Additionally, TheVerge has put together superb interactive figures illustrating Android fragmentation in terms of model, OS version, and screen size, and I invite you to have a look at them if for no other reason than to see best-in-class examples of how to meaningfully illustrate data. In any event, the differences are clear.
Desktop: Mac OS X Compared to Desktop Linux
Here when I refer to the “desktop” I include laptops. I’m going to ignore Windows for the purpose of this comparison as I feel it has additional variables not relevant to this topic, such as being the top target for malware, that must be weighed for a fair comparison.
Mac OS X, like its mobile cousin iOS, is a tightly closed OS that runs on a very limited range of hardware — you might need both toes and fingers to count the variants this time though! The same points apply: there are few customization options and excepting those who enter the realm of Homebrew or MacPorts and take things very far, you can easily predict the interface and system of someone you’re trying to help.
Finally we arrive at Linux, the most diverse computing platform in existence. Consider the prominent factors that vary from system to system:
- Hardware: Every desktop PC hardware combination is liable to have Linux installed on it
- Distribution: Do yourself a favor and look at the GNU/Linux Distribution Timeline: diversity incarnate. Every line that terminates on the right edge should be an active and supported distribution. Whether the distribution is based on Red Hat, Debian, Ubuntu, Arch, Gentoo, etc, the layout of system files, software versions, and maintainer patches will vary
- Desktop environment: Each distribution is liable to have any of a number of desktop environments installed; GNOME, KDE, Unity, and Openbox are among the more popular, but rest assured there are plenty of alternatives
- Version: Most distributions are liable to support many versions of the OS at a time; Ubuntu for instance is currently set to support three Long Term Support releases and up to three in-between point releases that are released every 6 months and supported for 9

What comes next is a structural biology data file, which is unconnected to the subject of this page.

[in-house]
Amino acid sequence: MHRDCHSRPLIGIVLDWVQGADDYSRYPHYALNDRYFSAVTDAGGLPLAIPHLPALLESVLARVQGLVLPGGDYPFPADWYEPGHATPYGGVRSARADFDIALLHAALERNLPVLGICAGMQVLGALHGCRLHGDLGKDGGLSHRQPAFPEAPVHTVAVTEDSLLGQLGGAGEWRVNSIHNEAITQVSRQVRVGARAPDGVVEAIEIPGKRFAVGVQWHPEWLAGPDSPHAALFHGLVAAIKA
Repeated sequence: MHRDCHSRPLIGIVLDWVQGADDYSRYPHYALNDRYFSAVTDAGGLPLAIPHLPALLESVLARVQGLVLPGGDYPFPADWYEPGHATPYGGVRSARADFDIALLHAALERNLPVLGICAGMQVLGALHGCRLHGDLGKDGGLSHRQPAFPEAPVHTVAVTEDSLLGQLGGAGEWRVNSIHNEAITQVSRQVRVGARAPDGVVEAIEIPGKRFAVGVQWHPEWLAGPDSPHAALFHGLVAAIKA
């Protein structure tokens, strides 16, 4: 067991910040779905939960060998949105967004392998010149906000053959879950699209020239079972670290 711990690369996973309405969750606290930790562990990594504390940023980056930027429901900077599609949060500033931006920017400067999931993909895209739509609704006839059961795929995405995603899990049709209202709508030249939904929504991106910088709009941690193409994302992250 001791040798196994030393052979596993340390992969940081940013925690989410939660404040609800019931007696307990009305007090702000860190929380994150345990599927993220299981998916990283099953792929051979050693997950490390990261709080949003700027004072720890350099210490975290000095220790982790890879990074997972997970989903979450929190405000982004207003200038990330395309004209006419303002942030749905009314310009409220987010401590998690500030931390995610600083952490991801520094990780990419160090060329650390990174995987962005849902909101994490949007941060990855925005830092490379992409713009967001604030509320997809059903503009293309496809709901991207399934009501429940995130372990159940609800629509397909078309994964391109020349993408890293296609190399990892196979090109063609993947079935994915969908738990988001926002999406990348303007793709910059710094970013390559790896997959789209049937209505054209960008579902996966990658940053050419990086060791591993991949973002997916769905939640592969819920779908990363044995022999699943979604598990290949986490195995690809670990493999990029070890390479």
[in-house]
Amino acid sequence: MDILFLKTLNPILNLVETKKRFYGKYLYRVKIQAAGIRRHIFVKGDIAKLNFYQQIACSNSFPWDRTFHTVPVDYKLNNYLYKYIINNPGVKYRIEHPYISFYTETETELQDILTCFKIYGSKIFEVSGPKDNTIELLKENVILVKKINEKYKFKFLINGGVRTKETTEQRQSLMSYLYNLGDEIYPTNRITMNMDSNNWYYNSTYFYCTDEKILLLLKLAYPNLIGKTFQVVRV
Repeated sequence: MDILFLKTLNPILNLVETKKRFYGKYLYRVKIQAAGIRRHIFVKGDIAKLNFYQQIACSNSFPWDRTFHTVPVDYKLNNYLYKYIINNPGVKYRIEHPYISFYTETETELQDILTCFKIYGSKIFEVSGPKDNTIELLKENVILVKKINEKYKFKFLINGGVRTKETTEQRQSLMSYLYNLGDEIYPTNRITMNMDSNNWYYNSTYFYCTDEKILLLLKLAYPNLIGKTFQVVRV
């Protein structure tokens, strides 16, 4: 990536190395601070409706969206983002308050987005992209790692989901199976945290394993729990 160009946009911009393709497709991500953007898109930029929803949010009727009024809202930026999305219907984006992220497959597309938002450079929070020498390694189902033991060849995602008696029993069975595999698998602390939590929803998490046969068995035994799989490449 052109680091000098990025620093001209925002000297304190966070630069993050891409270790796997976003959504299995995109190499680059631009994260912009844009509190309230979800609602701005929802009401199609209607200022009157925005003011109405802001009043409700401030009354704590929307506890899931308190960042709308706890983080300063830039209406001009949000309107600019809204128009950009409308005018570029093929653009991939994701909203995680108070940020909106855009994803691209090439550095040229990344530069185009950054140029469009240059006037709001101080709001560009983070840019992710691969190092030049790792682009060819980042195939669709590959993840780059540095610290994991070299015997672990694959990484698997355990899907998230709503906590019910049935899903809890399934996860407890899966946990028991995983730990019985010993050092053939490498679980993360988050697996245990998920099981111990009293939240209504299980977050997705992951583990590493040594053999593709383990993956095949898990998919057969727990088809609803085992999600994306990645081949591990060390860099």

- User Software: Users are liable to install any number of fundamental software (file managers, web browsers, package manager frontends etc) beyond the defaults; the variety here is again far greater than any other OS
Alright… I think you’re starting to get the picture.
Too Much Choice?
The clear benefit of this choice is that if someone is willing to search around the variety of Linux installs they’re very likely to find a setup that feels optimal for their uses. It’s like Goldilocks: Windows or Mac OS X is likely to be “too hot” or “too cold” in some respects (even if the user isn’t aware of it due to never having experienced an alternative), but with enough experimentation Linux can offer that wonderful “just right” setup.
This freedom of choice comes at a clear cost: if you try to help someone in need of assistance and you try to help them in terms of their particular system’s GUI, you’re likely to spend more time figuring out the particulars of their setup than you are actually solving the problem.
The Great Unifier: The Almighty Terminal
So it comes down to this: what’s the easiest way to help someone with a problem? Their GUI is subject to so many degrees of variability, but at the end of the day they’re running a Linux-based OS with only a few major variants of the file system’s setup to deal with, and they’ll always have GNU Core Utilities. This means you can, without much guessing, give the user commands that they can copy and paste into a terminal to extract relevant diagnostic information or to outright solve the problem if you’re given just the distribution and version.
Combine this observation with the unavoidable fact that a lot of advanced Linux users find themselves drawn to work in software engineering or system administration, where there is a substantial amount of work liable to be done optimally or necessarily via the command line, and you have a community of very knowledgeable individuals who have several strong reasons to offer help using the command line if there isn’t a clear and unambiguous GUI solution available.
Conclusion: A Perception We Must Endure
It’s my belief that most technically-inclined users who experiment with Linux and stick with it for any meaningful period of time will gradually be drawn to doing more work in the terminal; one of the critical factors in this is typically finding readily-available help in the form of terminal commands. I think I’m not alone in remembering my early days of copying
chmod commands into the terminal, utterly bewildered by those mysterious numbers or letters.
I don’t think that this will ever change so long as the Linux ecosystem maintains or increases its current level of diversity. Therefore, I arrive at the conclusion that we’ll need to simply accept the fact that some people will look down on the platform because so many new users are offered help that isn’t strictly GUI-based; we can try to educate them on the causes of this and offer our opinions on the benefits of diversity — perhaps one day these individuals will have some interest in experimentation and will come to appreciate computing variety for themselves.